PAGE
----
Here’s a nice treat for the week: original Balinese gamelan music recorded by the Odeon company on their very first trip to Bali in 1928. In fact, the very first Balinese recording session, ever. These records were historic in many ways – they influenced numerous composers of the time, such as Colin McPhee and Benjamin Britten. In turn, further Balinese recordings influenced minimalists and avant-garde composers such as Harry Partch.
Also, during the 1930s, a few examples from these sessions made their way to a famous 78rpm box set called “Music of the Orient.” This box set – kind of a Secret Museum of Mankind of its day – seemed to have a long shelf life. It was originally produced by Odeon, then reproduced by Parlophone and also by Decca in the United States. Every once in a while, you’ll still see a copy, or at least a few errant examples from the set. Today’s recording, however, was not included in that set, and hasn’t been released since 1928 as far as I can tell.
Gendér Wayang is a type of gamelan music that usually accompanies ritual shadow plays (wayang kulit), both in the day and at night. McPhee called it “perhaps the highest, and certainly the most sensitive form of musical expression existing in Bali.” It is played by a quartet (or sometimes a duo) of musicians playing four separate gendér, the Balinese bronze metallophones with bamboo resonators. The players strike the gendér with their mallets while simultaneously dampening the notes with the heels of their hands. This piece, the Pemungkah, is an overture to a shadow play.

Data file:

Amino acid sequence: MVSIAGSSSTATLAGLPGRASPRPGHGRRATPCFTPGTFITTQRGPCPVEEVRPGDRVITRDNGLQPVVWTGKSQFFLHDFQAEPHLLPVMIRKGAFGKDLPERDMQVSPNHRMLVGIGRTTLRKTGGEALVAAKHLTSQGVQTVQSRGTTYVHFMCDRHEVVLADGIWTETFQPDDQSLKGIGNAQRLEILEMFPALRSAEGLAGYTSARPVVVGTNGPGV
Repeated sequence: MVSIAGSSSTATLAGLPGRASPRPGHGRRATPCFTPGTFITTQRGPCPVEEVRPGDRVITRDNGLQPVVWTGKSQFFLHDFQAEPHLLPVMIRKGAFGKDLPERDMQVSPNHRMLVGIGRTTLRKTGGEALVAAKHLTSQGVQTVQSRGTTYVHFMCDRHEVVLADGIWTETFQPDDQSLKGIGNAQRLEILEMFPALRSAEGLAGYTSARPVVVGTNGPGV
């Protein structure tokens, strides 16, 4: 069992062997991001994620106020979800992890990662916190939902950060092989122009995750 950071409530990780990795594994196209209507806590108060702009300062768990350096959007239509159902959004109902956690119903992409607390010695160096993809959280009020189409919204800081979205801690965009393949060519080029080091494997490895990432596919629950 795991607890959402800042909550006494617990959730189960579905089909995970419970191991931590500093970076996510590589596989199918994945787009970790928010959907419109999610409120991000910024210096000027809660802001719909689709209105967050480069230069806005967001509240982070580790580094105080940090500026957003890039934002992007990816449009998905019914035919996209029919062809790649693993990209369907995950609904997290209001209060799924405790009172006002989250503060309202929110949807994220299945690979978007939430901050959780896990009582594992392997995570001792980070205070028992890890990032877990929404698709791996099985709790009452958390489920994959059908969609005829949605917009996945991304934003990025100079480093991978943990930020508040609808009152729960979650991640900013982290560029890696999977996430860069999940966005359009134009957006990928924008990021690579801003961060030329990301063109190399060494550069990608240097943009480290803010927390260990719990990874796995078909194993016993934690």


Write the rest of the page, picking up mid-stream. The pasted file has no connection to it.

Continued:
For more of these sessions, check out The Roots of Gamelan CD.
Much information was gathered from Nick Gray’s article “”Sulendra”: An Example of Petegak in the Balinese Gendér Wayang Repertory,” British Journal of Ethnomusicology 1, 1992.
ALSO: Please check out friend of the site and fellow fanatic 78rpm collector Ian Nagoski’s fantastic Black Mirror CD, just released by the fine people at Dust-to-Digital. His choices are excellent and intriguing, and it’s a true labor of love. What else could be better?
Issue Number: A204764
Matrix Number: Jab 555
For me, classical Arabic music from the first two decades of the 20th century is poetic and beautiful, besides being probably as close a chance we’re going to get to hearing what music may have sounded like in the Middle East in the 19th century. Powerful voices and performances abound, although this is coming from an untrained ear, mind you! I just go by what moves me. There’s a lot out there.